YANGON — Ethnic armed alliance the United Nationalities Federal Council (UNFC) remains undecided on signing the country’s nationwide ceasefire agreement (NCA), following the sixth round of formal talks with the government’s Peace Commission, held at the National Reconciliation and Peace Center in Yangon on Thursday and Friday.
The UNFC has stood by a nine-point proposal that must be met in order for its five members to sign the agreement, and asked that it be added as an appendix to the NCA. Represented in the UNFC are the Shan State Progress Party, the New Mon State Party, the Lahu Democratic Union, the Karenni National Progressive Party, and the Arakan National Council.
Of the two-day meeting, government spokesperson U Zaw Htay said, “Half of the points were generally agreed upon as a result of the sixth round of talks. Discussion concerning the other half must be presented to the leaders of both sides for a final decision.”
U Twan Zaw, the UNFC’s joint general secretary, said on Friday that the policy framework was still unclear, and that leaders would need to approve any policy matters.
The remaining points of concern for the parties pertain to ceasefire rules, the military’s code of conduct, terms of reference for ceasefire monitoring, and the relocation of troops.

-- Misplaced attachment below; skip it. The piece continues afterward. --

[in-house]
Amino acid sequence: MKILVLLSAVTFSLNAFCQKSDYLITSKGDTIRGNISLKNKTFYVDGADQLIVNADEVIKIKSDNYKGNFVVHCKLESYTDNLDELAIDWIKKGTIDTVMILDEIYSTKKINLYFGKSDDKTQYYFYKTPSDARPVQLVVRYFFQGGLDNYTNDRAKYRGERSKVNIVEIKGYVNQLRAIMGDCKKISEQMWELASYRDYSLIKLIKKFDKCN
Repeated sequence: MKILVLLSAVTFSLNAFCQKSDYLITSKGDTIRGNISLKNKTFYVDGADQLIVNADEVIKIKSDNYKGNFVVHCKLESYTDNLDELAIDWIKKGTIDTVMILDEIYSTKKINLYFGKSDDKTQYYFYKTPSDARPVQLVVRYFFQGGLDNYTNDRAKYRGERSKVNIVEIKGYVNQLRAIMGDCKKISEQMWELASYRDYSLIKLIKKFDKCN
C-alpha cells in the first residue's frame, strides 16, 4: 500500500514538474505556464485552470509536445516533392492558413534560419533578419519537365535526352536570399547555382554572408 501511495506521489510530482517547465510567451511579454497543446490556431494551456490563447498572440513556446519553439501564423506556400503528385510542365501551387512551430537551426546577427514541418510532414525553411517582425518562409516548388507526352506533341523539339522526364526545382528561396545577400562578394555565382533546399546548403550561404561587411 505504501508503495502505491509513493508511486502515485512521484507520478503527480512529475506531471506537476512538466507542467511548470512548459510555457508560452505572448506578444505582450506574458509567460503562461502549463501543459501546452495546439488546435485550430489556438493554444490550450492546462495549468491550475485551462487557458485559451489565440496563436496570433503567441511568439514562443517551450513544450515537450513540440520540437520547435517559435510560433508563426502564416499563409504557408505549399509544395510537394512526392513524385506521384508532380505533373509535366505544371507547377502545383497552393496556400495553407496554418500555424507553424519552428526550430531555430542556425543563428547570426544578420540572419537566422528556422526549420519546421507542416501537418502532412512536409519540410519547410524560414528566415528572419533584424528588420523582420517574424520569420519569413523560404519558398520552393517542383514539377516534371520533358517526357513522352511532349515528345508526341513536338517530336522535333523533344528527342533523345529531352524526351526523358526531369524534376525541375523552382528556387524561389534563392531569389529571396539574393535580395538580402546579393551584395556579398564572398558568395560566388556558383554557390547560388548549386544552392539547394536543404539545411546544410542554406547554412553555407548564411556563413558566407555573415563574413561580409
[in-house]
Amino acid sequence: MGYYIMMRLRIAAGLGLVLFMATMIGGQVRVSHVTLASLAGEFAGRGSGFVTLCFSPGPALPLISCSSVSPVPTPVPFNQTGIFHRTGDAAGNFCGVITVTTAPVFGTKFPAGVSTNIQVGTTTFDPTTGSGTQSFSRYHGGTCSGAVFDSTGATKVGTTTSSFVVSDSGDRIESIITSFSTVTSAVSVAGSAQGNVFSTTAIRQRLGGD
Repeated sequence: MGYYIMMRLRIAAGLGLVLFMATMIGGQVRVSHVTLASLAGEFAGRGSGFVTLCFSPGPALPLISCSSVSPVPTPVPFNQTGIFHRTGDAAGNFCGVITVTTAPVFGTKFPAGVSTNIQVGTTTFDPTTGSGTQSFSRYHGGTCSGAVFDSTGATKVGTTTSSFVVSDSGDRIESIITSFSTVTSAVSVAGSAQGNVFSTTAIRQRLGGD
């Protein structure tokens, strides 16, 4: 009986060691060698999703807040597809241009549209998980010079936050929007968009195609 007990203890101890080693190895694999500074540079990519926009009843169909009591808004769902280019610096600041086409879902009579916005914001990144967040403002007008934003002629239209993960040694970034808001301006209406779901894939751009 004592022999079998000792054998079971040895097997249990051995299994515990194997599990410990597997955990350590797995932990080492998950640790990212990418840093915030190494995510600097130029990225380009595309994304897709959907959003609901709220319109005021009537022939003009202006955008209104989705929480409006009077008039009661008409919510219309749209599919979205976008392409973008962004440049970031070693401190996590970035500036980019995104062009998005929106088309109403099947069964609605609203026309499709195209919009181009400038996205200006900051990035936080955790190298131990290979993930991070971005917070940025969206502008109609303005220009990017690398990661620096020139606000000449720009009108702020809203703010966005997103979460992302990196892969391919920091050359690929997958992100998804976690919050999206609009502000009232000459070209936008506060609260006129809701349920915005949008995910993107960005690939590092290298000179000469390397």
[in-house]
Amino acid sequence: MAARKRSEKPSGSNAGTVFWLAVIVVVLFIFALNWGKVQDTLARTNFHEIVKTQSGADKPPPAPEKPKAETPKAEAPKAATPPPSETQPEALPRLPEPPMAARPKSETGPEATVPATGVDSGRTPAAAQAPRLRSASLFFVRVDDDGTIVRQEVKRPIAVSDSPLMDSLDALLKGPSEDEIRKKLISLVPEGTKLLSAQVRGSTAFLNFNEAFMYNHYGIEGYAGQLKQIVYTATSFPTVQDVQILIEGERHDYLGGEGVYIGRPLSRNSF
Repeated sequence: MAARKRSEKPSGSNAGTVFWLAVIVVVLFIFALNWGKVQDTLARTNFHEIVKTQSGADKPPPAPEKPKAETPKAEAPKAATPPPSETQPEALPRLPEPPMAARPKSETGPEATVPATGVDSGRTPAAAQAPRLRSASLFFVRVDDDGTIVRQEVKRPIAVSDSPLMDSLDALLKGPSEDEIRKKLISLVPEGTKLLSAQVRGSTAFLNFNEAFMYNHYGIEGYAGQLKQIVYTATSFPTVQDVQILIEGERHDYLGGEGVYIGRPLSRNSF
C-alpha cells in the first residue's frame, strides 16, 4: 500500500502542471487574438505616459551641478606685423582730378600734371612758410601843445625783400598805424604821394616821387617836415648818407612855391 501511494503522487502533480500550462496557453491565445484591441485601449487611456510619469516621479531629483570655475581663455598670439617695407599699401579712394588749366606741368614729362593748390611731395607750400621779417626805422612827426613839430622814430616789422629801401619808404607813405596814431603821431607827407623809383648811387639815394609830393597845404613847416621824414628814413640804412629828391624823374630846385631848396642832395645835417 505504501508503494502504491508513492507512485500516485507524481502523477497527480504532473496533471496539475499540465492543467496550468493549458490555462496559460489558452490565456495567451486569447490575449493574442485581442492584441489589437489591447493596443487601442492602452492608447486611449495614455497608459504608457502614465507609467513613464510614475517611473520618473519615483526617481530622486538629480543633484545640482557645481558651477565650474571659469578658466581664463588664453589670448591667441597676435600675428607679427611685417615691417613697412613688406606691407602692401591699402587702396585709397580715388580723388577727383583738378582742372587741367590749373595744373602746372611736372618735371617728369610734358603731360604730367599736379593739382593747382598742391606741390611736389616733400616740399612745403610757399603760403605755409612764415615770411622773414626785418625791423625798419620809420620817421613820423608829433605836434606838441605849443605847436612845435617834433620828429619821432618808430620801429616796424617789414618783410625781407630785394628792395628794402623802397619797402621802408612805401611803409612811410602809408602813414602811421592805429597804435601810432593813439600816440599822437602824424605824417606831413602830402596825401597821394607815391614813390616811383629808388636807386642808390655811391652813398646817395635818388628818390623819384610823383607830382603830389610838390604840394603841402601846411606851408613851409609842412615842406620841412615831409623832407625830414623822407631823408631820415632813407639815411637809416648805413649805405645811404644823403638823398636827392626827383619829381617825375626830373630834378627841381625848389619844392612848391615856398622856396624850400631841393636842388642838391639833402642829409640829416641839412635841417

The UNFC has argued that the ceasefire monitoring team should include international legal experts and judges who are acceptable to both the government and the ethnic armed groups. They have also asked that natural resource and development projects in ceasefire areas be undertaken in consultation with locals and carried out in accordance with procedures laid out in the standards like the Extractive Industries Transparency Initiative.
In his opening remarks to the discussions on Thursday, UNFC joint general secretary Khu Oo Reh said that even after 14 months of talks, the trust level remained at “zero.” Meanwhile, government representatives said that they hoped the sixth round of talks would lead to a signing of the NCA.
Among the NCA’s eight ethnic armed group signatories, the Restoration Council of Shan State and the Karen National Union have pointed out weaknesses in implementing the NCA, which was signed into action nearly two years ago.
U Zaw Htay admitted that points exist within the political framework of the NCA framework that need to be amended, and that it would be reviewed with the ethnic armed organizations.
“The second round of the 21st Century Panglong conference was formed as a political debate for policy framework. The first round of the conference was just an opening ceremony,” he added, referring to the government’s peace conference. The third session is scheduled to be held no later than December.
Chair of the government’s National Reconciliation and Peace Center U Tin Myo Win said he, “hope[s] for a pathway through the peace process to appear, by fulfilling the points of the discussions with UNFC as much as we can after presenting to the government.”
“If we can pass this point, the peace process will not stop or move backwards. It will keep going forward, toward peace,” he added.
The seventh round of talks between representatives of the Peace Commission and the UNFC will be held in September.